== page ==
It’s also important to integrate your approach within an overall Zero Trust strategy. By default, never trust and always validate users and devices, even if connected to a corporate network and even if previously verified. With Zero Trust, you can create an aggregation layer for access to all your self-hosted, SaaS, and non-web applications to shrink your attack surface — by granting context-based, least-privilege access per resource rather than network-level access.
Cloudflare can help organizations safely experiment with AI while following best practices and without compromising the user experience. Using Data Protection, organizations can protect data everywhere — across web, SaaS, and private applications. AI Gateway helps organizations gather insights on how people are using AI applications and control how the application scales with features like caching and rate limiting.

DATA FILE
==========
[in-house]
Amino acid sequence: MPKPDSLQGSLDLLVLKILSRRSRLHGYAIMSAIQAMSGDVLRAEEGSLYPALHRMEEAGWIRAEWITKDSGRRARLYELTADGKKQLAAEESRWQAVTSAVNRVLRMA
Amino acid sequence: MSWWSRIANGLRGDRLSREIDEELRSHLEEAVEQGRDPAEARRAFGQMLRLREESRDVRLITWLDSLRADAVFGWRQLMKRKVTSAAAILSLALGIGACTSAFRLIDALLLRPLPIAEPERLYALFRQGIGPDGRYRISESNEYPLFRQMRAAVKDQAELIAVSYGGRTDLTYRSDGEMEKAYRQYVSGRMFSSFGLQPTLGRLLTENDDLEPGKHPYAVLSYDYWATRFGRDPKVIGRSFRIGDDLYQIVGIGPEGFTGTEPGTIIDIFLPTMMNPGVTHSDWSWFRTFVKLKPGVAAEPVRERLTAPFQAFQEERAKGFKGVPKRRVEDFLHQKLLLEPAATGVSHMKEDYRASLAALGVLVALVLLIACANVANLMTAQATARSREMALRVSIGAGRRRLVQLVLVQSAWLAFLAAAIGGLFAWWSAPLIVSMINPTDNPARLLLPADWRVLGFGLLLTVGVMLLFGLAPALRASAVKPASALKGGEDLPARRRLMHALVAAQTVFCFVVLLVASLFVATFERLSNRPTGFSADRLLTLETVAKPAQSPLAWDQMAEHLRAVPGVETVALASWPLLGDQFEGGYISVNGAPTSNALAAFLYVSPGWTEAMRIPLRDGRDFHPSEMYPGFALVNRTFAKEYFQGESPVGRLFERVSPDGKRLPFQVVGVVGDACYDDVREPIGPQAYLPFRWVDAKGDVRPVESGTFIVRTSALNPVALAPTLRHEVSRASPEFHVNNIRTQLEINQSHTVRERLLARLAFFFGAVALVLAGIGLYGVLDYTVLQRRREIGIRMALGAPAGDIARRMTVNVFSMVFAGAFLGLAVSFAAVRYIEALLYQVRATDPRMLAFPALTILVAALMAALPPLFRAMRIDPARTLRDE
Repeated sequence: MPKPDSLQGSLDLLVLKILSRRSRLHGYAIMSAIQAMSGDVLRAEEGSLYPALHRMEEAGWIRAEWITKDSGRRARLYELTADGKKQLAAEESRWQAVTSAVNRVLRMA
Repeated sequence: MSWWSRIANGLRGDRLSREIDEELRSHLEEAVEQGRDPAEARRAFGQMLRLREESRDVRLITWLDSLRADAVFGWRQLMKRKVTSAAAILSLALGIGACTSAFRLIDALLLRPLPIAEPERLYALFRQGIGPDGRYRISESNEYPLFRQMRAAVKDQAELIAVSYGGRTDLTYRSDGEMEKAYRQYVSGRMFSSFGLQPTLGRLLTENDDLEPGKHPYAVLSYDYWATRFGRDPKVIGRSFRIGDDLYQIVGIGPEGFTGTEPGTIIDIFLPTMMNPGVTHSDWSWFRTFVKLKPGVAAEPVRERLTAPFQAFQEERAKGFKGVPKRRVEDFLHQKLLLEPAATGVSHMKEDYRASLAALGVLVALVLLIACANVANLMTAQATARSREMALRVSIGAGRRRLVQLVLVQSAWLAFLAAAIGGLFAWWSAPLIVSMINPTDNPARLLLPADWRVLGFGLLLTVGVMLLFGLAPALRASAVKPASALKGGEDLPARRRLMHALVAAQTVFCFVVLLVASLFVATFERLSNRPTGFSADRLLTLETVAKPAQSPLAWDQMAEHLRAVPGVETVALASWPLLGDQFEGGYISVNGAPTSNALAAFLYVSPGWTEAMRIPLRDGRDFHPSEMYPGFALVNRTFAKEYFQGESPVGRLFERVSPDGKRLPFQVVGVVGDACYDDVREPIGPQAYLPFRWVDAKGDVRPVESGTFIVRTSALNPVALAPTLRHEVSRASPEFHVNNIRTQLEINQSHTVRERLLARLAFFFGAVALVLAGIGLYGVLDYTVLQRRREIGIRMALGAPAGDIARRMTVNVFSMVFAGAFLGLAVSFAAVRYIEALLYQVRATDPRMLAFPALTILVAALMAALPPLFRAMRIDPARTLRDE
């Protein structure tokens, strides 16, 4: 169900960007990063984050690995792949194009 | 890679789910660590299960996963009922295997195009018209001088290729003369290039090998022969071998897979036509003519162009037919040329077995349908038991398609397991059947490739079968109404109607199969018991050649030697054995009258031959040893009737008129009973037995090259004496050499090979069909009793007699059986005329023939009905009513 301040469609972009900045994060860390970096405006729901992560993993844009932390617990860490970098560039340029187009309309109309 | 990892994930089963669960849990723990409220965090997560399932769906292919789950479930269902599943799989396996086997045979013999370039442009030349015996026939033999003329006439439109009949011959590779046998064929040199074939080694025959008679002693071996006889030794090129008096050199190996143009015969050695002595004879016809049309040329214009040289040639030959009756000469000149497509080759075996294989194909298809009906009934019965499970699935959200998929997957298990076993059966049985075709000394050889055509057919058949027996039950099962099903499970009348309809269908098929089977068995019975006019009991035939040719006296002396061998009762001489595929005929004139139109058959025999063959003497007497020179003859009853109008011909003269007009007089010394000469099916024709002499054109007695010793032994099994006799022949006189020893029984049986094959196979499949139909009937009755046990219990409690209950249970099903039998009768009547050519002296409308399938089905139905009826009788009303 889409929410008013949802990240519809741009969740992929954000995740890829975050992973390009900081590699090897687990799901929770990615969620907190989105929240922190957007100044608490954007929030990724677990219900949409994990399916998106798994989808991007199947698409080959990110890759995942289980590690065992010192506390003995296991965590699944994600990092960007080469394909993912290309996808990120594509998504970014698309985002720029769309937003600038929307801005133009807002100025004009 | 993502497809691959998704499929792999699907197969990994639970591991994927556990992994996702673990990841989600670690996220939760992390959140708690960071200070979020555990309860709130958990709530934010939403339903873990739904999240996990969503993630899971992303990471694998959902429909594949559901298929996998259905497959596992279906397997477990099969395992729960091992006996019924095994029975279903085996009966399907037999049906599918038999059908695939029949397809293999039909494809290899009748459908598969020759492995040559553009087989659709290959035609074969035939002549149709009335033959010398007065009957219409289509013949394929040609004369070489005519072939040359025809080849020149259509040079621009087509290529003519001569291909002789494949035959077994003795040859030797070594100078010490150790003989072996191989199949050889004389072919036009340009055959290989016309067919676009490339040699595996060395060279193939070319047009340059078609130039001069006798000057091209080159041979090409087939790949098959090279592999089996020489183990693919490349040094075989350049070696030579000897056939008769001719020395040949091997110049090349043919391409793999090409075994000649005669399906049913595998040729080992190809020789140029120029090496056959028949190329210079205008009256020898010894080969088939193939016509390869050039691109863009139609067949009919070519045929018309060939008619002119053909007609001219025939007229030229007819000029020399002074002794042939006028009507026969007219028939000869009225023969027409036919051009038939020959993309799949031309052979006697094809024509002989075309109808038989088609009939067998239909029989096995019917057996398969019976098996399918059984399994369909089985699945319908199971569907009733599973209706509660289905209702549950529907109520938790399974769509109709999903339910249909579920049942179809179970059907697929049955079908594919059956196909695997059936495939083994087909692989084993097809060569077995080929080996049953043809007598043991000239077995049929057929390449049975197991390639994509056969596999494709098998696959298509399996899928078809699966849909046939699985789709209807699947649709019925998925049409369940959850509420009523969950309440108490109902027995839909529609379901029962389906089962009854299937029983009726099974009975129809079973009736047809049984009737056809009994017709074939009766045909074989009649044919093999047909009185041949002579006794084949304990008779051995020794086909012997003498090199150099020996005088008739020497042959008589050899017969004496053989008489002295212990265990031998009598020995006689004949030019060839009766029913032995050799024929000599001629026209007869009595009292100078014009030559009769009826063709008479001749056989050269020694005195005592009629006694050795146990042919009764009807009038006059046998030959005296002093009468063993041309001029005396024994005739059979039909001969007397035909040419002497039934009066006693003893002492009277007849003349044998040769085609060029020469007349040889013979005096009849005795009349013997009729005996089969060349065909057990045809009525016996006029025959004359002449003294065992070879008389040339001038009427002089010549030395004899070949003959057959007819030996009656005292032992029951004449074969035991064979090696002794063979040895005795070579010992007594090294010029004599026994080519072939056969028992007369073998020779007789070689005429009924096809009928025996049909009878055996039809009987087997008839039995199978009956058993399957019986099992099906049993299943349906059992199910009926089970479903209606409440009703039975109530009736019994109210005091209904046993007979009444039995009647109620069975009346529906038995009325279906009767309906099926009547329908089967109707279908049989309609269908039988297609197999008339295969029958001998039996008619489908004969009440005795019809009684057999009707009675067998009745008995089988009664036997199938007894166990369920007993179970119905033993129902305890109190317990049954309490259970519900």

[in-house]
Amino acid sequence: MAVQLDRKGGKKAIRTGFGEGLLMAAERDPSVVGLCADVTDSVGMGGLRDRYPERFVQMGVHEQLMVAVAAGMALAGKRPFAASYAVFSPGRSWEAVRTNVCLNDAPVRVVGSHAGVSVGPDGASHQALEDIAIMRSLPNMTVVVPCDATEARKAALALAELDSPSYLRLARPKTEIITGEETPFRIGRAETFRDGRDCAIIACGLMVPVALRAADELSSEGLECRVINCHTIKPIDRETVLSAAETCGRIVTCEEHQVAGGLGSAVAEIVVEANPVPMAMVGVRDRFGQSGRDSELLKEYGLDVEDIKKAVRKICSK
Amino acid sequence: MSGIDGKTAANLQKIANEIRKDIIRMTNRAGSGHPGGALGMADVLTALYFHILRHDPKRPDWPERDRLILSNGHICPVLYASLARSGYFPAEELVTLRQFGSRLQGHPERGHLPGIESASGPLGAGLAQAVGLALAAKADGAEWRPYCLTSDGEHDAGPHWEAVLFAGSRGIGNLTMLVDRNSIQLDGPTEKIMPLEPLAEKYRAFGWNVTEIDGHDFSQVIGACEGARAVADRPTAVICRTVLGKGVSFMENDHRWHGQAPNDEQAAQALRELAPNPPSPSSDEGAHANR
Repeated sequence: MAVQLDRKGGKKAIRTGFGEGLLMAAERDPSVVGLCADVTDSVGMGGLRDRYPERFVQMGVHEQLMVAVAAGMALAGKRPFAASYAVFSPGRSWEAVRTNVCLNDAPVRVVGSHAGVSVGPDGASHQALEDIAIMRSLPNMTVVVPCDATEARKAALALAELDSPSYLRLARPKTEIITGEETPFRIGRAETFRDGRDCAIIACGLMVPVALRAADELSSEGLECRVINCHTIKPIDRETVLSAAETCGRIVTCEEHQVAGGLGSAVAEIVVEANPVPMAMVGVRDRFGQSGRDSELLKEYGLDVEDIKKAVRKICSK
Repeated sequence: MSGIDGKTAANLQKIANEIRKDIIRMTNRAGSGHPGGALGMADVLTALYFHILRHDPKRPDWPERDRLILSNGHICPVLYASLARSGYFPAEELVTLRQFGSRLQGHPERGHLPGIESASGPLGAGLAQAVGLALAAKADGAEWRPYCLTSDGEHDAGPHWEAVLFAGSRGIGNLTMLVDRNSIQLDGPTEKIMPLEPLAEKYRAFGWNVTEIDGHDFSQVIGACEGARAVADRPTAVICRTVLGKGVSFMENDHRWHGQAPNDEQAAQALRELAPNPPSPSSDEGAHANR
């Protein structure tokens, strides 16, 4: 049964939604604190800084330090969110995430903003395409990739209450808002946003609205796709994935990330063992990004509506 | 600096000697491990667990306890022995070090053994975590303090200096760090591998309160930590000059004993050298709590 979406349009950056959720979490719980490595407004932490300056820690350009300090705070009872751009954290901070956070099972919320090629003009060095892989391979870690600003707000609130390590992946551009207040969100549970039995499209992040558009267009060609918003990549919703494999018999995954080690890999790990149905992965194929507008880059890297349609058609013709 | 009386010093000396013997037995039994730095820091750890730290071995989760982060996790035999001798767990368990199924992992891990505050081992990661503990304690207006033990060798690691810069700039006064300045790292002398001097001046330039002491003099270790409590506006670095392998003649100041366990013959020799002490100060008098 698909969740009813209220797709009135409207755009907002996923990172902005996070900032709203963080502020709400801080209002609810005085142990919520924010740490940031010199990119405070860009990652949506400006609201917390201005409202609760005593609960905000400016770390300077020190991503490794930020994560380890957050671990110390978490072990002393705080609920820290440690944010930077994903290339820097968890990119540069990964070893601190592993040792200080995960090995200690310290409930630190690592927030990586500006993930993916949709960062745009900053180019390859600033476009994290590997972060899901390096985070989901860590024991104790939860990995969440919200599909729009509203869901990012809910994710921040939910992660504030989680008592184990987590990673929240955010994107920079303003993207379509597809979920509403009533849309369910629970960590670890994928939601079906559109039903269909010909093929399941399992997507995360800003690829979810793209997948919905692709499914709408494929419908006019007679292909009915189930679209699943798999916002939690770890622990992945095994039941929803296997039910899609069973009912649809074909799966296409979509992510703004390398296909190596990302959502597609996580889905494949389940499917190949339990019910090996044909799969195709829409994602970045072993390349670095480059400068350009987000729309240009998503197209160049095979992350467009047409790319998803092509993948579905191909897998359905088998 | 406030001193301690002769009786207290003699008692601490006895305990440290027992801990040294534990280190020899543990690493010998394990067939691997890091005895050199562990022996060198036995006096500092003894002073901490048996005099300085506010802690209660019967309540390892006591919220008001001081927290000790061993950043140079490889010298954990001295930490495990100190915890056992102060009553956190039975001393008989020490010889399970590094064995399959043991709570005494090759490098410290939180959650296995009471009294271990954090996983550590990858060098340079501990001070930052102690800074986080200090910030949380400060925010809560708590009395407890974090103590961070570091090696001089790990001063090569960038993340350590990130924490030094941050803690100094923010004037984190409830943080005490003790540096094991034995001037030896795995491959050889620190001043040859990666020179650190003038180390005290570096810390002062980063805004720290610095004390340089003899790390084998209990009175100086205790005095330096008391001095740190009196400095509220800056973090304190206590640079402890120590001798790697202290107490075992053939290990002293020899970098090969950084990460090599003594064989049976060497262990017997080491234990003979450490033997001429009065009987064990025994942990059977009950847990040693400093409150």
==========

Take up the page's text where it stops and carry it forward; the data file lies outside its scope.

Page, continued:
Roughly 20% of all Internet traffic transits the Cloudflare network — resulting in Cloudflare blocking an average of 170 billion cyber threats per day. Analyzing this massive body of intelligence gives Cloudflare unparalleled insight into the AI threat landscape.
This article is part of a series on the latest trends and topics impacting today’s technology decision-makers.
Learn more about this approach in the How Cloudflare strengthens security everywhere you do business ebook.
After reading this article you will be able to understand:
Why large language models (LLMs) used by AI are susceptible to cyberattack
10 types of LLM attacks and the risk they introduce
How to secure LLMs